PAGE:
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Fox in Lamar County Tests Positive for Rabies

May 18, 2022

NEWS RELEASE
FOR IMMEDIATE RELEASE

The Georgia Public Health Laboratory (GPHL) has confirmed that a fox from Lamar County recently tested positive for rabies. The Lamar County Sheriff’s Office retrieved the fox in the vicinity of Grape Creek Road and Martin Dairy Road after an incident involving two residents of Lamar County. The Lamar County Environmental Health Office sent the fox for testing on Thursday May 12. Post Exposure Prophylaxis to prevent human rabies has been initiated in both victims.

There have been six animals total sent in to the GPHL in the past 12 months in Lamar County; this is the first case to have positive results.

Residents who have questions or concerns may contact Eric Hooper, Lamar County’s environmental health specialist, at (770) 358-1483.

All residents are encouraged to take precautions to protect their families and pets against rabies by learning signs of rabies and vaccinating pets.

Rabies is a preventable viral disease of mammals that is most often spread through the bite of an animal that is infected with the disease. Rabies infects the central nervous system, causing encephalopathy (a disease of the brain) and, ultimately, death. Early symptoms of the disease include fever and headache. As the disease progresses, neurological symptoms appear and may include insomnia, confusion, hallucinations, a slight or partial paralysis, hyper salivation, and/or difficulty swallowing.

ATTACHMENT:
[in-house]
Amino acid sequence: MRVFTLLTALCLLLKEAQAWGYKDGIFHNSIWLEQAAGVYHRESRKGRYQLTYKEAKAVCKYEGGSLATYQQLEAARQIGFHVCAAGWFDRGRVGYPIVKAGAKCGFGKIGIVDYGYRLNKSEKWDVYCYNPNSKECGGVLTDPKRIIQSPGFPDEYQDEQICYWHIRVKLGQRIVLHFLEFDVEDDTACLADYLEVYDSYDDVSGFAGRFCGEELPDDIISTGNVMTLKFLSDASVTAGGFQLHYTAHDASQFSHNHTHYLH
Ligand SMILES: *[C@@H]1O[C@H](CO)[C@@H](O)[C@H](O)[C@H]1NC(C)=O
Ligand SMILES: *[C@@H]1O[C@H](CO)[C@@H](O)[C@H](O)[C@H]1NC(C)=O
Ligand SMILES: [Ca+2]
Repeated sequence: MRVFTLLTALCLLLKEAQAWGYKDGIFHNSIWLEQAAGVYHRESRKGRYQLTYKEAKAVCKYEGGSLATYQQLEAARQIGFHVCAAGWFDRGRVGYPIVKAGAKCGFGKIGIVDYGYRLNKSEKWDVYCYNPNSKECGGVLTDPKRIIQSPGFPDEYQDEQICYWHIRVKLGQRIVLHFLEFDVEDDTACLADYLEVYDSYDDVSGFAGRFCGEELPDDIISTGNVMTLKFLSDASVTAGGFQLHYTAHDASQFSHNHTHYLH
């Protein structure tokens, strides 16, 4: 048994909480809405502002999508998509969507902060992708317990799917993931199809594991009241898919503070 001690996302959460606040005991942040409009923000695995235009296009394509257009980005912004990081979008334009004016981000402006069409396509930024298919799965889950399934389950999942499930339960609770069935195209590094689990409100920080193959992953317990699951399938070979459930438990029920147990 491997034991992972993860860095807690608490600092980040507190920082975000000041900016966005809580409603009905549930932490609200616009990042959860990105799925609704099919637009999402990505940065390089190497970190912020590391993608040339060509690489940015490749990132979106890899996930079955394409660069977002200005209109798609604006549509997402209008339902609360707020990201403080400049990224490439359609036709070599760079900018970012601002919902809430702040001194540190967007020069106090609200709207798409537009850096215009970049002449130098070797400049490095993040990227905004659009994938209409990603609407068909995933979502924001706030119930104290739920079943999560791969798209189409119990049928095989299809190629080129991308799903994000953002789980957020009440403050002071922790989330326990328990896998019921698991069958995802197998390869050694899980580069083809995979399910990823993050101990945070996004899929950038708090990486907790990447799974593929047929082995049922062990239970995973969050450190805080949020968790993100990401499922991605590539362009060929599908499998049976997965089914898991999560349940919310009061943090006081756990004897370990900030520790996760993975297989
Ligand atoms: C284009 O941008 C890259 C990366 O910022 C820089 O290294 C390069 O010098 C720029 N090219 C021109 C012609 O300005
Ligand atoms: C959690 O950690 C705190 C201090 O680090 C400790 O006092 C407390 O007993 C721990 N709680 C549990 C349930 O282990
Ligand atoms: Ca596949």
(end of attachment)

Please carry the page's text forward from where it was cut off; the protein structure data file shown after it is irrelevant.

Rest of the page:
“If you notice a wild or nocturnal animal moving about in the daytime, and the animal appears to show no fear of people or the animal seems to behave in a sick or abnormal way, the animal may be infected with rabies,” said Melinda Knight, District 4 Environmental Health Director. “People should avoid animals acting out of character and report it to animal control or local environmental health office.”

Treatment and prevention practices for rabies have proven to be almost 100 percent effective when initiated promptly. Please report any bite, scratch, or other contact with a wild animal to your local environmental health office.

“It is important to remember that although rabies occurs more often in wildlife, domestic animals like the family dog or cat can become infected as well. I strongly encourage owners to have all pets vaccinated to prevent rabies,” said Seth Woodrow, District Environmental Health Deputy Director.

According to the Centers for Disease Control and Prevention (CDC), the majority of rabies cases reported annually occur in wild animals such as raccoons, skunks, foxes and bats.  For more information about rabies, please contact your local animal control office, county environmental health office, or visit the Georgia Division of Public Health or the CDC.